Amanda Bynes is opening up about how drug use derailed her acting career when she was "young and stupid" and how she's ready to return to the screen.
The 32-year-old actress has been working toward an associate’s degree at the Fashion Institute of Design and Merchandising in Los Angeles, California since 2014 and says those turbulent days of reckless drug use and uncensored tweeting as being far behind her. Still, the actress, now nearly four years sober and planning her return to acting, candidly discussed her darker days with Paper magazine for their third annual “Break the Internet” issue — darker days that began when she started smoking weed as a teenager.
“I didn’t get addicted [then] and I wasn’t abusing it. And I wasn’t going out and partying or making a fool of myself ... yet,” she said, according to the magazine. “Later on it progressed to doing molly and ecstasy. [I tried] cocaine three times but I never got high from cocaine. I never liked it. It was never my drug of choice.”
However, she “definitely abused Adderall,” she said. She was able to get a prescription for the drug by convincing a psychiatrist that she suffered from ADD, but her drug use made her feel “scatterbrained” and unable to memorize her lines for the 2011 film “Hall Pass,” she explained to Paper. She ultimately walked away from the job, she said, in direct contradiction with reports that she’d been fired from the film.
However, it was her appearance in the film “Easy A” months later that ultimately led her to famously announce her retirement from acting via Twitter. Her performance, as well as her physical appearance, in the film left her “convinced” that retiring was the right move for her.
“I was high on marijuana when I saw that but for some reason it really started to affect me. I don’t know if it was a drug-induced psychosis or what, but it affected my brain in a different way than it affects other people. It absolutely changed my perception of things,” she told the magazine.
“I saw it and I was convinced that I should never be on camera again and I officially retired on Twitter, which was, you know, also stupid,” she said. “If I was going to retire, I should’ve done it in a press statement — but I did it on Twitter. Real classy! But, you know, I was high and I was like, ‘You know what? I am so over this’ so I just did it. But it was really foolish and I see that now. I was young and stupid.”
What followed was an extraordinarily public fall from grace. Bynes began “hanging out with a seedier crowd” and isolating herself, she explained.
“I got really into my drug usage and it became a really dark, sad world for me,” she told Paper.
Bynes has had frequent trouble with the law over the years. She was charged with a DUI in 2012 and was involved in a hit-and-run accident the same year. She faced reckless endangerment and marijuana possession charges the following year, after police say they caught her smoking in the lobby of her apartment building and she responded by throwing her bong out of a nearby window. She was then hospitalized and placed under a psychiatric hold after allegedly starting a fire outside a stranger’s property later that year. Bynes’ mother was granted conservatorship in 2014, and her mother will retain that position until 2020, according to Page Six.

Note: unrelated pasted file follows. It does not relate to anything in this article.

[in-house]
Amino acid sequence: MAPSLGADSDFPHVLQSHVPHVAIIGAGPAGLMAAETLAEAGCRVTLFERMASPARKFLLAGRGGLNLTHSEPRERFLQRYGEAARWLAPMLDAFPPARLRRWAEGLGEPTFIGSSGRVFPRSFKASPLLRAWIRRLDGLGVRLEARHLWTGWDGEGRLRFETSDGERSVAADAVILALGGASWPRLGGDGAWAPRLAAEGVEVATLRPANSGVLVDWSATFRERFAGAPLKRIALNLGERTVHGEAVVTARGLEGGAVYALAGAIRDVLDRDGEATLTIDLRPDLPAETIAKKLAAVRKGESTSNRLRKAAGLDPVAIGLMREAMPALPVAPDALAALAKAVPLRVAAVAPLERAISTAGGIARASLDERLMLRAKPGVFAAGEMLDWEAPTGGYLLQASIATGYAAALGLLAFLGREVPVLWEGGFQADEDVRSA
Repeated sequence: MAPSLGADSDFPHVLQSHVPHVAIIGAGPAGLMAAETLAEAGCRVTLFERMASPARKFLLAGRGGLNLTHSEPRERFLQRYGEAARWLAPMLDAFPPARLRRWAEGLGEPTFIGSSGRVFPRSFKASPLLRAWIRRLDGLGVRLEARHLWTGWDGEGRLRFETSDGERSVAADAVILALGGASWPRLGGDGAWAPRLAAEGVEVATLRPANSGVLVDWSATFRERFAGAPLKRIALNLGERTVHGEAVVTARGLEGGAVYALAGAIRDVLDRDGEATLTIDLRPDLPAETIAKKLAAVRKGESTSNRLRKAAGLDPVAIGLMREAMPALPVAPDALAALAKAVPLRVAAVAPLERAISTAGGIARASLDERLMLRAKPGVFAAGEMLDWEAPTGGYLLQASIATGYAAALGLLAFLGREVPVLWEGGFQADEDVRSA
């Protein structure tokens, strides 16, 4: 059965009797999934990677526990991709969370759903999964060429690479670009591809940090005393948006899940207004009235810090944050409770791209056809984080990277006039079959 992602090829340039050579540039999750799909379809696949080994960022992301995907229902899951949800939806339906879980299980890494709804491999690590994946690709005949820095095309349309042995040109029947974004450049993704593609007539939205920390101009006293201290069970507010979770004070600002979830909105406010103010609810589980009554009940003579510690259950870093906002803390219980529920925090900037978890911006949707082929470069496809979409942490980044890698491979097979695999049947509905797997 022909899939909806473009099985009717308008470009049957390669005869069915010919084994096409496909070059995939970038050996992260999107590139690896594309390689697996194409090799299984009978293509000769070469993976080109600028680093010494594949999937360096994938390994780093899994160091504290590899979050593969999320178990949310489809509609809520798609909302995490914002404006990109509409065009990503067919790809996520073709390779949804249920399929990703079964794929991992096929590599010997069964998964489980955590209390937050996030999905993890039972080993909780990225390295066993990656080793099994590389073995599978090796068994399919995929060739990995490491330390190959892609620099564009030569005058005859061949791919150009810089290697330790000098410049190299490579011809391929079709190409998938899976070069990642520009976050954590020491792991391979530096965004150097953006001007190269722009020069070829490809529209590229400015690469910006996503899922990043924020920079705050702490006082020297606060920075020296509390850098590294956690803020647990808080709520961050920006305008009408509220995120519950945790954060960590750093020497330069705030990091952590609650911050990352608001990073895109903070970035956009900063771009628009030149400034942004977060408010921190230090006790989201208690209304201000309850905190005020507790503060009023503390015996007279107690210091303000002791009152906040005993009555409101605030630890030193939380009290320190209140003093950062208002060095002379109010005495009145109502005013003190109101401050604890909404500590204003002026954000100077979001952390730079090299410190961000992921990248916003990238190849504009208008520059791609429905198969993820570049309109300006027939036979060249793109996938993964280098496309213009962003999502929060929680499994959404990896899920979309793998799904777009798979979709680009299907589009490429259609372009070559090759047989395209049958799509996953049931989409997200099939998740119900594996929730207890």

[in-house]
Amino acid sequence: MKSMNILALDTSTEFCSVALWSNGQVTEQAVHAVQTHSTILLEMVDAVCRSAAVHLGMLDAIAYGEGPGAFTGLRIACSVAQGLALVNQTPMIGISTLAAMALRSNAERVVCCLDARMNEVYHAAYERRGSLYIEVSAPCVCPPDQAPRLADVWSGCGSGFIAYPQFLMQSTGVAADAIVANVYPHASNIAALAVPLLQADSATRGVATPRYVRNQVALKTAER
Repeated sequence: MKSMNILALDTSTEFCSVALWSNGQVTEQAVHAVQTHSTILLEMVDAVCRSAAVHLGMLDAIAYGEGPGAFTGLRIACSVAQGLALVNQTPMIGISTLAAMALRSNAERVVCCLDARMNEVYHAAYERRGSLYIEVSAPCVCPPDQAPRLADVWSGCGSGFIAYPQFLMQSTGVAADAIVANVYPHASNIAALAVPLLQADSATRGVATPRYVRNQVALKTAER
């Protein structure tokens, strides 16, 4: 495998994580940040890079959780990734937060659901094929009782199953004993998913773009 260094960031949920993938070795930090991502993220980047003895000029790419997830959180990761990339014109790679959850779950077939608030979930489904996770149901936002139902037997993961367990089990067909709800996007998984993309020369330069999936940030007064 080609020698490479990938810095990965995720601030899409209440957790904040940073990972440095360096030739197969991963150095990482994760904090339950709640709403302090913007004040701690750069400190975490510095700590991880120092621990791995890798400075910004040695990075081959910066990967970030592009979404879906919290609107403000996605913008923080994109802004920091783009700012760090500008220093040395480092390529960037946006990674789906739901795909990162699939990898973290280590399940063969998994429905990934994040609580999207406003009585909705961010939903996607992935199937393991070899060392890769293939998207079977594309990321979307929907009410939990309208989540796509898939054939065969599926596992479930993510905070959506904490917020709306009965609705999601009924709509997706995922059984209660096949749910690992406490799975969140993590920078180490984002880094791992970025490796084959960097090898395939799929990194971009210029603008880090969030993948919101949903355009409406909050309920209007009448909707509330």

Bynes’ lack of a filter on Twitter continuously made headlines during that time period, most notably when she famously tweeted about her attraction to Drake. However, her unrestrained tweeting is something she now regrets.
“I’m really ashamed and embarrassed with the things I said. I can’t turn back time but if I could, I would,” she said, according to Paper. “And I’m so sorry to whoever I hurt and whoever I lied about because it truly eats away at me. It makes me feel so horrible and sick to my stomach and sad. Everything I worked my whole life to achieve, I kind of ruined it all through Twitter.”
She issued a warning to anyone struggling with frequent drug usage.
“My advice to anyone who is struggling with substance abuse would be to be really careful because drugs can really take a hold of your life.”
“Everybody is different, obviously, but for me, the mixture of marijuana and whatever other drugs and sometimes drinking really messed up my brain,” she said. “It really made me a completely different person. I actually am a nice person. I would never feel, say or do any of the things that I did and said to the people I hurt on Twitter.”
[Photo: Getty Images]
Crime Time is your destination for true crime stories from around the world, breaking crime news, and information about Oxygen's original true crime shows and documentaries. Sign up for our Crime Time Newsletter and subscribe to our true crime podcast Martinis & Murder for all the best true crime content.